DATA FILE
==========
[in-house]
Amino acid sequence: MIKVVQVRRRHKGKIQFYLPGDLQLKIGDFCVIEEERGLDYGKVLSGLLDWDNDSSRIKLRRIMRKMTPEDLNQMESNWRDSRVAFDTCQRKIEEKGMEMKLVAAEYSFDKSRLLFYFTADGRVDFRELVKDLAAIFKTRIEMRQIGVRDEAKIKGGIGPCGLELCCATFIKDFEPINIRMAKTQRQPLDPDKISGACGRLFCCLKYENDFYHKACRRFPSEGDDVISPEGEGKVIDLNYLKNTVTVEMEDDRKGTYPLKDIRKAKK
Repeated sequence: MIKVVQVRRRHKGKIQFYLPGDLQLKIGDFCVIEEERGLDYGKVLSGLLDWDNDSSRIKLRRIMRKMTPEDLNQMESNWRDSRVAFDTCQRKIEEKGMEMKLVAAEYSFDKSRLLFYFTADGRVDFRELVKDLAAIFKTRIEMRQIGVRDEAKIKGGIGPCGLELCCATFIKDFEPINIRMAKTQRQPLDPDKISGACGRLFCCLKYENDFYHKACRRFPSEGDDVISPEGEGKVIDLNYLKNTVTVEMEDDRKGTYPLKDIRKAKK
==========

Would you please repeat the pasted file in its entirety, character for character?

[in-house]
Amino acid sequence: MIKVVQVRRRHKGKIQFYLPGDLQLKIGDFCVIEEERGLDYGKVLSGLLDWDNDSSRIKLRRIMRKMTPEDLNQMESNWRDSRVAFDTCQRKIEEKGMEMKLVAAEYSFDKSRLLFYFTADGRVDFRELVKDLAAIFKTRIEMRQIGVRDEAKIKGGIGPCGLELCCATFIKDFEPINIRMAKTQRQPLDPDKISGACGRLFCCLKYENDFYHKACRRFPSEGDDVISPEGEGKVIDLNYLKNTVTVEMEDDRKGTYPLKDIRKAKK
Repeated sequence: MIKVVQVRRRHKGKIQFYLPGDLQLKIGDFCVIEEERGLDYGKVLSGLLDWDNDSSRIKLRRIMRKMTPEDLNQMESNWRDSRVAFDTCQRKIEEKGMEMKLVAAEYSFDKSRLLFYFTADGRVDFRELVKDLAAIFKTRIEMRQIGVRDEAKIKGGIGPCGLELCCATFIKDFEPINIRMAKTQRQPLDPDKISGACGRLFCCLKYENDFYHKACRRFPSEGDDVISPEGEGKVIDLNYLKNTVTVEMEDDRKGTYPLKDIRKAKK